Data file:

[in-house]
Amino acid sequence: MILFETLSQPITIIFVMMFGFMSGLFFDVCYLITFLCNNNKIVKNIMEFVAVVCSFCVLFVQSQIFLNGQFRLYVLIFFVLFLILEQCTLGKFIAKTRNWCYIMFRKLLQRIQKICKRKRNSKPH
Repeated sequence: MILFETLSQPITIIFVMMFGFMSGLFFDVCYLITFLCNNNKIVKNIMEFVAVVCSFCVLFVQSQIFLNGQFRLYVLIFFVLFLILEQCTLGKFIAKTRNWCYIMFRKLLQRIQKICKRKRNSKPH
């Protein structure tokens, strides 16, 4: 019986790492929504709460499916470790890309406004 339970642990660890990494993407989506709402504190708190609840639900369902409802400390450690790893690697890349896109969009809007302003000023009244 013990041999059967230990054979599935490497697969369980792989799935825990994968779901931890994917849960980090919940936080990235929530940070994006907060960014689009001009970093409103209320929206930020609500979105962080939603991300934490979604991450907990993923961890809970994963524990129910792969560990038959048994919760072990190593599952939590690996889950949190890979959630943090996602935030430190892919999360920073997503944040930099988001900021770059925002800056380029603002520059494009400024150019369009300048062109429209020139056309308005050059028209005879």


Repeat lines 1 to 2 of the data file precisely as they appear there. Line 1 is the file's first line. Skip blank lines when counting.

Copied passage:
[in-house]
Amino acid sequence: MILFETLSQPITIIFVMMFGFMSGLFFDVCYLITFLCNNNKIVKNIMEFVAVVCSFCVLFVQSQIFLNGQFRLYVLIFFVLFLILEQCTLGKFIAKTRNWCYIMFRKLLQRIQKICKRKRNSKPH